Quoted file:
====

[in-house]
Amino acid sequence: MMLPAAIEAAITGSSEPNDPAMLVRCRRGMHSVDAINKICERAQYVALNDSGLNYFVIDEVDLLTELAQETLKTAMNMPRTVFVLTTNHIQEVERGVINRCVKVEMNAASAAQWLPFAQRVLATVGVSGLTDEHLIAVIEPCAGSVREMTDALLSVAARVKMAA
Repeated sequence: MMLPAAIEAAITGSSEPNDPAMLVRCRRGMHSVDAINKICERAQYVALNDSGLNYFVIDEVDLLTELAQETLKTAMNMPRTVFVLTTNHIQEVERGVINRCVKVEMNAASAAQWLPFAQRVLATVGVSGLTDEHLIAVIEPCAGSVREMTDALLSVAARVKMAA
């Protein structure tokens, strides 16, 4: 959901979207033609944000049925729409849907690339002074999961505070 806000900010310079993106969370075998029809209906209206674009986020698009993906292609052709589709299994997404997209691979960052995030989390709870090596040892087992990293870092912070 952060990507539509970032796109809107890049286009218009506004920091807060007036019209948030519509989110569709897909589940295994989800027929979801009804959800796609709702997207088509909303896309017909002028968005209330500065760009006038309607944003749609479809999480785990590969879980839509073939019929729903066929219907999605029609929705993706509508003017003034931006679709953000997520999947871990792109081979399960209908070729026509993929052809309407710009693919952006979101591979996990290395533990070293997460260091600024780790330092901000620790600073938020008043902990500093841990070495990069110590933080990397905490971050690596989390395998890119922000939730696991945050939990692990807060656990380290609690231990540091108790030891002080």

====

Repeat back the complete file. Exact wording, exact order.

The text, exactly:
[in-house]
Amino acid sequence: MMLPAAIEAAITGSSEPNDPAMLVRCRRGMHSVDAINKICERAQYVALNDSGLNYFVIDEVDLLTELAQETLKTAMNMPRTVFVLTTNHIQEVERGVINRCVKVEMNAASAAQWLPFAQRVLATVGVSGLTDEHLIAVIEPCAGSVREMTDALLSVAARVKMAA
Repeated sequence: MMLPAAIEAAITGSSEPNDPAMLVRCRRGMHSVDAINKICERAQYVALNDSGLNYFVIDEVDLLTELAQETLKTAMNMPRTVFVLTTNHIQEVERGVINRCVKVEMNAASAAQWLPFAQRVLATVGVSGLTDEHLIAVIEPCAGSVREMTDALLSVAARVKMAA
């Protein structure tokens, strides 16, 4: 959901979207033609944000049925729409849907690339002074999961505070 806000900010310079993106969370075998029809209906209206674009986020698009993906292609052709589709299994997404997209691979960052995030989390709870090596040892087992990293870092912070 952060990507539509970032796109809107890049286009218009506004920091807060007036019209948030519509989110569709897909589940295994989800027929979801009804959800796609709702997207088509909303896309017909002028968005209330500065760009006038309607944003749609479809999480785990590969879980839509073939019929729903066929219907999605029609929705993706509508003017003034931006679709953000997520999947871990792109081979399960209908070729026509993929052809309407710009693919952006979101591979996990290395533990070293997460260091600024780790330092901000620790600073938020008043902990500093841990070495990069110590933080990397905490971050690596989390395998890119922000939730696991945050939990692990807060656990380290609690231990540091108790030891002080």